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Buying a condo? What you need to know

Buying a condo? What you need to know

Rachel Mendelson
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When you’re ready to buy a home, you’ve got a few decisions to make. Pretty early in your home search process, you’ll need to decide what type of home you want—a single-family house, townhouse, or condo. Each type of home has their pros and cons, as well as guidelines about what kind of mortgage loan you can get based on property type.


So, you’re thinking a condo is right for you? Great! Let’s talk about condos and what you can expect.


The property is considered a condominium (a.k.a. condo) when there are privately owned parts of the building and common areas that are owned collectively. Generally, as a condo owner, you own from the building’s studs, in. That means you have complete control over the inside of the condo.

The “common areas”—typically from the studs out—usually includes things like the building’s roof, any landscaping, and the parking lots. These spaces are owned by condo residents as a whole and are typically maintained and paid for by the condo association. In this way, condos allow you to own your home without all of the responsibilities of a single-family home. However, that sometimes comes at a price. In most cases, you, as a condo owner, may pay dues to the condo association every month, which goes into a fund that helps them manage the properties. Don’t worry, we’ll talk more about condo fees.


We mentioned condo fees above, but let’s talk about them. Since the condo association generally takes care of the studs out, they charge each condo owner fees. These range between condo associations and can be substantial. If there’s a pool, clubhouse or gym, the condo fees also go toward maintaining them, as well, and, as a result, may be a little higher than a condo without those amenities.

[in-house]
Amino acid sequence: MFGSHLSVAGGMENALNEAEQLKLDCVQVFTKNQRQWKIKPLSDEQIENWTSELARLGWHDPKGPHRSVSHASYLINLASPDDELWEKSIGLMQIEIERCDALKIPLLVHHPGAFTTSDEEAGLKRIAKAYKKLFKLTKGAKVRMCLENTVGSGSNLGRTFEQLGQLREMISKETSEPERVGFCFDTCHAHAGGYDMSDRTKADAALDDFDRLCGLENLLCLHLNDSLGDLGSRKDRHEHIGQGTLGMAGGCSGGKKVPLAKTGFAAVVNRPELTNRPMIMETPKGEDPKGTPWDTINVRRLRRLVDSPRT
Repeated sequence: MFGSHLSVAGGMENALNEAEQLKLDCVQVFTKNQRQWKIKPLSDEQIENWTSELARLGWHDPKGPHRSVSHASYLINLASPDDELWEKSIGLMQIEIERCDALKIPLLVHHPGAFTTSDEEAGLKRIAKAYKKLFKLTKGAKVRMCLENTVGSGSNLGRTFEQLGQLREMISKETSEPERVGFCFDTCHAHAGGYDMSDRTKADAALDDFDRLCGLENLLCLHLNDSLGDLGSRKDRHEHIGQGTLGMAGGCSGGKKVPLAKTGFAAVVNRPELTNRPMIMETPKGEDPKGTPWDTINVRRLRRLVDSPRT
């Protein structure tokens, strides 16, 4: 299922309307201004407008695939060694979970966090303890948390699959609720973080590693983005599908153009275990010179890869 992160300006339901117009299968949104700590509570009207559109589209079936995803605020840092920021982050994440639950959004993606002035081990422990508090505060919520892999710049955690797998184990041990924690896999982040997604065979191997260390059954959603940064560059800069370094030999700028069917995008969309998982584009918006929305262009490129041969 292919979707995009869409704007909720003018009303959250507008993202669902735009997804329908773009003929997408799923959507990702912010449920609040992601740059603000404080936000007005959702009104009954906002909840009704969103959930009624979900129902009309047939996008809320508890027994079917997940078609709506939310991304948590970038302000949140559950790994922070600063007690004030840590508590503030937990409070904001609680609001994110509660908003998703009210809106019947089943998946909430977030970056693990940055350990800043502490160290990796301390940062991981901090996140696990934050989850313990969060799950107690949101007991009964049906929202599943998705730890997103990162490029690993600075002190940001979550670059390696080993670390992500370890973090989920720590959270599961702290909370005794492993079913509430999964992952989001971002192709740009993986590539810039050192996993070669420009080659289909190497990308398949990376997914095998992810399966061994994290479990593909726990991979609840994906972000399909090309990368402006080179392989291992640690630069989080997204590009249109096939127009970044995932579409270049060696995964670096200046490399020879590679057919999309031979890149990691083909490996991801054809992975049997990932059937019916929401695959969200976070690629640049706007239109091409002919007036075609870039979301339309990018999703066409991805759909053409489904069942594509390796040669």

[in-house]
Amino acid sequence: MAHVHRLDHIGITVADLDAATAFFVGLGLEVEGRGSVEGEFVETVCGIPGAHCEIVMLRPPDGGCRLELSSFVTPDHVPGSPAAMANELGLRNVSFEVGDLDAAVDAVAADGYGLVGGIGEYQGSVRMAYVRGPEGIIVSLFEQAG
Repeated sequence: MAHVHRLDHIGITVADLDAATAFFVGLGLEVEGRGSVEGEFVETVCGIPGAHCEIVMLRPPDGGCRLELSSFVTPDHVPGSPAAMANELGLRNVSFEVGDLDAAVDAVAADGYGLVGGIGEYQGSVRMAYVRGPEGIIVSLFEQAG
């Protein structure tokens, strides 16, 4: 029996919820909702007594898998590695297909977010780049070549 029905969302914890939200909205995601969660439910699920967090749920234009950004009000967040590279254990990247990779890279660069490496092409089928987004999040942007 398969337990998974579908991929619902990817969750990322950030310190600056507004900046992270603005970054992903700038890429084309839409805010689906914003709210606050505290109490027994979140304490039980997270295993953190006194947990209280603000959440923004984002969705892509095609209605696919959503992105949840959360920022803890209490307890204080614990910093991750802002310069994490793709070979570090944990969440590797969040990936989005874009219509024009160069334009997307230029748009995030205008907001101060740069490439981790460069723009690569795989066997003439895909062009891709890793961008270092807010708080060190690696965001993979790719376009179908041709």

Almost every condo is going to have condo fees — it’s rare to find one that doesn’t — so make sure you ask about them when you’re condo shopping.


House-shopping for a condo is basically the same process as shopping for anything else. You’ll want to find knowledgeable and experienced real estate and mortgage professionals to help you find the right home and mortgage loan option for you. They’ll also be your go-to sources for any and all industry and home buying process questions.

Tip: When you’ve decided to buy a condo, make sure you talk with your mortgage banker about your loan options. Sometimes, loan requirements are stricter for condos and every loan program has different rules.

The tasks that need to be completed throughout the home buying process will be split between you, your real estate agent, mortgage banker, and a few other key players.


When you’re shopping for a condo, you should ask some specific questions that you might not ask for any other property type:

  • What are the condo fees? Like we said above, it’s unlikely you’ll find a condo that doesn’t have condo fees. Find out how much these fees are, when they’re due and how they’re collected every month.
  • Are there cash reserves? Most condo associations have cash reserves in case a big project comes up. The lower their cash reserves, the older the condos, usually. What if they need to replace the decking on every unit? What if they need to redo the all of the parking lots? If there isn’t a decent reserve budget, you could end up paying a lot out of pocket.
  • Do most owners live in their condo or rent it out? Keep in mind that certain mortgage loans have restrictions with condo associations on the amount of units that are owner occupied versus renter occupied.

For more homeownership and home buying tips and tricks, head over to the Atlantic Bay blog.